Review Blog

Oct 24 2012

Are trees alive? by Debbie S. Miller

cover image

Bloomsbury Publishing, 2012. ISBN 9781408173893.
(Age 5+) Recommended. Debbie S. Miller was inspired to consider the question 'Are trees alive?' when it was put to her by her daughter during a walk in the forest. The result is a book which invites younger readers to question their assumptions about the environment.
The life cycle of a tree and the roles of its parts are explained in simple but vivid language. Analogies with human life and the use of trees as sources of food and shelter, underscore the message that each tree is a living entity whose existence is intertwined with our own. The picture book format and the inclusion of a guide to the species of trees and animals pictured, ensure that the book's credibility as non-fiction is not undermined.
The illustrations by Stacey Schuett strengthen the concepts explained in the text. Each double page spread shows a richly coloured scene from a different part of the world and illustrates, in a sympathetic manner, how the people and animals there interact with a particular tree. Although written by an American author, the focus is global and multicultural. One of the trees presented is a ribbon gum in Australia.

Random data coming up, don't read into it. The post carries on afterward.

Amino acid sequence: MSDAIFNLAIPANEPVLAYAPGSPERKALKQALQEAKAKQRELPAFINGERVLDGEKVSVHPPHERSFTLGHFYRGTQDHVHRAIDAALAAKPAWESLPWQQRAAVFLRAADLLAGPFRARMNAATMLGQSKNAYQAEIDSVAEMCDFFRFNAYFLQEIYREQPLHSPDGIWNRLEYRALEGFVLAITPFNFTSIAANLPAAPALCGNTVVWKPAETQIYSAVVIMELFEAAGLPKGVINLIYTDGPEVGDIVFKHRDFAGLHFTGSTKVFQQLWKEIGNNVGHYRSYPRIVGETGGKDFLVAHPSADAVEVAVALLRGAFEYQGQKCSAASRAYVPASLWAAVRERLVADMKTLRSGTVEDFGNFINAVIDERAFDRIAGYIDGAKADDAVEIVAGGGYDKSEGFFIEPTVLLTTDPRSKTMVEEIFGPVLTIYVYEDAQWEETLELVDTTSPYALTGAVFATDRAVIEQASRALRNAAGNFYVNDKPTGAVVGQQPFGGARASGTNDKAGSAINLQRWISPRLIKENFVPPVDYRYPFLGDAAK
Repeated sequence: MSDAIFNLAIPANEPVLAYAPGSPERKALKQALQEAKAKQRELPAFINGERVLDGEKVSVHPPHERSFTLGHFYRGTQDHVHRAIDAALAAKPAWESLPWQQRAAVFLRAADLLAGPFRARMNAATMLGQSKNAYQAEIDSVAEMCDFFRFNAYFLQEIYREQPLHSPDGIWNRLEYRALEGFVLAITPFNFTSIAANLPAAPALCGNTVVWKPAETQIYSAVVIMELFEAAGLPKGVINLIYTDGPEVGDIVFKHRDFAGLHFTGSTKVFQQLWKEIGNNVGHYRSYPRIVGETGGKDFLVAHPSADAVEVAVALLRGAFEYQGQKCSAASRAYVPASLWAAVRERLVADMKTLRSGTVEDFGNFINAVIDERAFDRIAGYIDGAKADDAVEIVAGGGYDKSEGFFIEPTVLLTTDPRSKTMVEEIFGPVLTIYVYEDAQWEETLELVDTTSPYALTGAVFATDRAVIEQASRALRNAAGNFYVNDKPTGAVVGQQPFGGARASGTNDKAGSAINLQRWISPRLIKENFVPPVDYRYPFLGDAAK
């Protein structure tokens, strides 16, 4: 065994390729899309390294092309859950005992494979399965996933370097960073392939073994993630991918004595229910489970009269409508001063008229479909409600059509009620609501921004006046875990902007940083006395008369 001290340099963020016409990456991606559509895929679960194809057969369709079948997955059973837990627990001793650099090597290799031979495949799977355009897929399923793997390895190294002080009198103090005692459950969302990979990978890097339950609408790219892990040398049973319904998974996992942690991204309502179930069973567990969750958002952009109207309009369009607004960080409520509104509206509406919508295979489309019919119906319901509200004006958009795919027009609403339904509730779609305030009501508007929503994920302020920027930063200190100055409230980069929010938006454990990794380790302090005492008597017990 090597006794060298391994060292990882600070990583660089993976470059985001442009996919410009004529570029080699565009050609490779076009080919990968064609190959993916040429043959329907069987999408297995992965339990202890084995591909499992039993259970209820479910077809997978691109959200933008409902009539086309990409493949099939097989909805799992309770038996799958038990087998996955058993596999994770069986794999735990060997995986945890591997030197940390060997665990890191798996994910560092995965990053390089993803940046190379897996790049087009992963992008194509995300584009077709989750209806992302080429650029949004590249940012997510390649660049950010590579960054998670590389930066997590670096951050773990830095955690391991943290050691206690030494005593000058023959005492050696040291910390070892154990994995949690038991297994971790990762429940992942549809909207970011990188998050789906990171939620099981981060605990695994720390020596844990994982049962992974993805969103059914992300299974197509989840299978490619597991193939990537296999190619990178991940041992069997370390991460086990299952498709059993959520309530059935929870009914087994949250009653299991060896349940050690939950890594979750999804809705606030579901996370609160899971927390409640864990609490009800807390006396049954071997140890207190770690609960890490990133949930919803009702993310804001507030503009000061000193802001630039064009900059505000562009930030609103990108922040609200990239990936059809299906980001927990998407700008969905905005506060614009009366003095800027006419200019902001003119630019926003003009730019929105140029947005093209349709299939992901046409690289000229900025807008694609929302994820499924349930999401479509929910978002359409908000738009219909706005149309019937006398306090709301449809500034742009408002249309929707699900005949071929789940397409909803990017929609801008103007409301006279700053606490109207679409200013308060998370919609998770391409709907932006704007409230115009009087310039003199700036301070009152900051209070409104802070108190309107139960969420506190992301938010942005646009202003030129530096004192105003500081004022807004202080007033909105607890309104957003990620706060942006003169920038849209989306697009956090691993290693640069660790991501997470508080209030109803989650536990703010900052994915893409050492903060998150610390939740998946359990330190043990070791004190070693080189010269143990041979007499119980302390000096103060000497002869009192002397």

Parents and teachers can decide if this book is appropriate for their audiences. Very young children may find the life affirming text and illustrations appealing but the small font could be challenging if they are independent readers. Older students can use the book as an introduction to the subject but will need to turn to more complex sources if they want to do further research. The information about tree species at the end of the book appears to have been written in very small font for adults.
Are trees alive? has a place on bookshelves at home and in primary school libraries. It will enrich both the book sharing experience and the discussions which follow.
Elizabeth Bor

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